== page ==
Globalization is commonly thought of as a new phenomenon, but contact between diverse individuals is not new. It began when prehistoric tribes settled and were able to outmuscle wandering tribes.
Archaic globalization Perhaps the extreme proponent of a deep historical origin for globalization was Andre Gunder Frankan economist associated with dependency theory.
Frank argued that a form of globalization has been in existence since the rise of trade links between Sumer and the Indus Valley Civilization in the third millennium BC  Critics of this idea contend that it rests upon an over-broad definition of globalization.
Friedman divides the history of globalization into three periods: He states that Globalization 1. Territorial expansion by our ancestors to all five continents was a critical component in establishing globalization.
However, globalization failed to accelerate due to lack of long distance interaction and technology. Trade was widespread during that period, and it is the first time the idea of a cosmopolitan culture from Greek "Cosmopolis", meaning "world city" emerged.
Others have perceived an early form of globalization in the trade links between the Roman Empirethe Parthian Empireand the Han Dynasty. The increasing articulation of commercial links between these powers inspired the development of the Silk Roadwhich started in western China, reached the boundaries of the Parthian empire, and continued onwards towards Rome.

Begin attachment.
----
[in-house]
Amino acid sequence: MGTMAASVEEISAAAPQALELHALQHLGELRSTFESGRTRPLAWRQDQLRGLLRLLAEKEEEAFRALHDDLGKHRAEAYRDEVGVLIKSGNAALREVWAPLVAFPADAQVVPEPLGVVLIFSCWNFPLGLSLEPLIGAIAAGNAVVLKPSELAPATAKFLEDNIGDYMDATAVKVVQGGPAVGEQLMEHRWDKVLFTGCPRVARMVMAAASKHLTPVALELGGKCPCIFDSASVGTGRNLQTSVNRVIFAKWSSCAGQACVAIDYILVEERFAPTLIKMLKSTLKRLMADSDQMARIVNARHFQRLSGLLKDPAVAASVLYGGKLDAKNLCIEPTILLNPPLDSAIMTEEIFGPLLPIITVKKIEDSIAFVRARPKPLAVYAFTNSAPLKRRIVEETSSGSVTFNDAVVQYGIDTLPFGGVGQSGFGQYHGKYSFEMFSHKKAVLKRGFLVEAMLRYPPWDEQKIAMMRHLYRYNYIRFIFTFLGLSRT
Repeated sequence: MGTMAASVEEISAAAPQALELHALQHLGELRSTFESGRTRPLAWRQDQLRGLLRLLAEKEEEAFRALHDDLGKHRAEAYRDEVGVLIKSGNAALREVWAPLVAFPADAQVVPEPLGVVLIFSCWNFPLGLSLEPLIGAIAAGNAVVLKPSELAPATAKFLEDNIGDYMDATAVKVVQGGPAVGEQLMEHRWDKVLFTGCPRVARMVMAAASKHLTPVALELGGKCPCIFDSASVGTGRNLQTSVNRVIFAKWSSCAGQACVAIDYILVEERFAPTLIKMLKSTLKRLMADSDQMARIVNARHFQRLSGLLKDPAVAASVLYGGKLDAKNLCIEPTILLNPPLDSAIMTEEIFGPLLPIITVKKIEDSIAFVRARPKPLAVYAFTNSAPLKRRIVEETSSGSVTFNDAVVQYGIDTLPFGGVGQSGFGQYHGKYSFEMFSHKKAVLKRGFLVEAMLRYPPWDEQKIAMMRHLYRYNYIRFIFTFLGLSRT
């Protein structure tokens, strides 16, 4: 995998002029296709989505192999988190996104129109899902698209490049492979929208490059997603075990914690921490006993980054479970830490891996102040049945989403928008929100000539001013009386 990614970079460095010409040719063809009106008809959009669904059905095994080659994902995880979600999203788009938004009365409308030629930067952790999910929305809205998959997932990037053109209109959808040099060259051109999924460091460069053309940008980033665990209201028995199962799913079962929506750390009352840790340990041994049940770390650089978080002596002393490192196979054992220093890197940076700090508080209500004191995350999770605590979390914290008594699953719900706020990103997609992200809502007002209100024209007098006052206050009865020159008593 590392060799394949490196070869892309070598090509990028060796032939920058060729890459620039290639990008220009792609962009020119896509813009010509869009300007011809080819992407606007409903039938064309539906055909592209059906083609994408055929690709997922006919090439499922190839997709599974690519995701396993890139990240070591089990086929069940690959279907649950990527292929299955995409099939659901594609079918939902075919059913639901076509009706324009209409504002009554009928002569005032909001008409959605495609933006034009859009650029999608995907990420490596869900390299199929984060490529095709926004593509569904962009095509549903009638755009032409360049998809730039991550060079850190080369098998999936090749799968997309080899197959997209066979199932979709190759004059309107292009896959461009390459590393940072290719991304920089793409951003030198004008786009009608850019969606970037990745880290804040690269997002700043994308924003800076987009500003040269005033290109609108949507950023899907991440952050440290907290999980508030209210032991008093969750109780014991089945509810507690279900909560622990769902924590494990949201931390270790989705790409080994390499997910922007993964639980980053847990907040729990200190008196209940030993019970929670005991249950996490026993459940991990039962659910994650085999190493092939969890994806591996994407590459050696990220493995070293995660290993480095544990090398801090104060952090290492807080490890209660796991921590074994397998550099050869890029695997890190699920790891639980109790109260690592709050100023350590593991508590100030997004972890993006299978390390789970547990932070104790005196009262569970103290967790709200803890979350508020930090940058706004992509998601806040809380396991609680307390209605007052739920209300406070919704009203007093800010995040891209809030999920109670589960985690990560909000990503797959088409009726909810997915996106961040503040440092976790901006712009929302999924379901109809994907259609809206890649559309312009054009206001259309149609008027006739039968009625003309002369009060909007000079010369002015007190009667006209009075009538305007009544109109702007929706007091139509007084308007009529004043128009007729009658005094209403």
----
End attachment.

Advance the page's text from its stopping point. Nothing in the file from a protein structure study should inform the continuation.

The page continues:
Globally significant crops such as sugar and cotton became widely cultivated across the Muslim world in this period, while the necessity of learning Arabic and completing the Hajj created a cosmopolitan culture. This permitted travelers and missionaries such as Marco Polo to journey successfully and profitably from one end of Eurasia to the other.
The Pax Mongolica of the thirteenth century had several other notable globalizing effects. It witnessed the creation of the first international postal serviceas well as the rapid transmission of epidemic diseases such as bubonic plague across the newly unified regions of Central Asia. Up to the sixteenth century, however, even the largest systems of international exchange were limited to the Old World.
Proto-globalization The next phase is known as proto-globalization. It was characterized by the rise of maritime European empires, in the 16th and 17th centuries, first the Portuguese and Spanish Empiresand later the Dutch and British Empires.
In the 17th century, globalization became also a private business phenomenon when chartered companies like British East India Company founded inoften described as the first multinational corporationas well as the Dutch East India Company founded in were established.
The Age of Discovery brought a broad change in globalization, being the first period in which Eurasia and Africa engaged in substantial cultural, material and biologic exchange with the New World.
It began in the late 15th century, when the two Kingdoms of the Iberian Peninsula — Portugal and Castile — sent the first exploratory voyages around the Cape of Good Hope and to the Americas"discovered" in by Christopher Columbus.
Shortly before the turn of the 16th century, Portuguese started establishing trading posts factories from Africa to Asia and Brazil, to deal with the trade of local products like slavesgoldspices and timberintroducing an international business center under a royal monopoly, the House of India.